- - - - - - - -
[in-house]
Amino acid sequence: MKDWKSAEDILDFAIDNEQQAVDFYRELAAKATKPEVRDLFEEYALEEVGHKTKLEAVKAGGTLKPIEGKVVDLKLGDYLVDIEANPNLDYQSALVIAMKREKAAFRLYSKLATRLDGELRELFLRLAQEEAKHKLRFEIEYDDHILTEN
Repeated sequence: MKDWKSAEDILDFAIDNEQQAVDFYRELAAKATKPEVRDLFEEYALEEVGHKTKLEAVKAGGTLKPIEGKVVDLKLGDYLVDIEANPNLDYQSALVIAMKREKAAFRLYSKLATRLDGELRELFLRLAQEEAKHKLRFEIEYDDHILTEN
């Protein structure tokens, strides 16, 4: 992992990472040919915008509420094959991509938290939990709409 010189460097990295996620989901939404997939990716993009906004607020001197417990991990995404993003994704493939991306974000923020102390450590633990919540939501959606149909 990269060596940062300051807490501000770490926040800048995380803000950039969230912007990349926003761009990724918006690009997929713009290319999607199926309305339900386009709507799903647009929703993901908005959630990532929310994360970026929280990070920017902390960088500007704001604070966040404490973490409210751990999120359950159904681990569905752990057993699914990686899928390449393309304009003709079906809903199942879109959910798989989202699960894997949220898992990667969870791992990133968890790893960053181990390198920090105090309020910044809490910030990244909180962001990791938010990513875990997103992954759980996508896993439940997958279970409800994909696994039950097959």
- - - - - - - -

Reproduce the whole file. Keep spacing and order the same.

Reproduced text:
[in-house]
Amino acid sequence: MKDWKSAEDILDFAIDNEQQAVDFYRELAAKATKPEVRDLFEEYALEEVGHKTKLEAVKAGGTLKPIEGKVVDLKLGDYLVDIEANPNLDYQSALVIAMKREKAAFRLYSKLATRLDGELRELFLRLAQEEAKHKLRFEIEYDDHILTEN
Repeated sequence: MKDWKSAEDILDFAIDNEQQAVDFYRELAAKATKPEVRDLFEEYALEEVGHKTKLEAVKAGGTLKPIEGKVVDLKLGDYLVDIEANPNLDYQSALVIAMKREKAAFRLYSKLATRLDGELRELFLRLAQEEAKHKLRFEIEYDDHILTEN
């Protein structure tokens, strides 16, 4: 992992990472040919915008509420094959991509938290939990709409 010189460097990295996620989901939404997939990716993009906004607020001197417990991990995404993003994704493939991306974000923020102390450590633990919540939501959606149909 990269060596940062300051807490501000770490926040800048995380803000950039969230912007990349926003761009990724918006690009997929713009290319999607199926309305339900386009709507799903647009929703993901908005959630990532929310994360970026929280990070920017902390960088500007704001604070966040404490973490409210751990999120359950159904681990569905752990057993699914990686899928390449393309304009003709079906809903199942879109959910798989989202699960894997949220898992990667969870791992990133968890790893960053181990390198920090105090309020910044809490910030990244909180962001990791938010990513875990997103992954759980996508896993439940997958279970409800994909696994039950097959």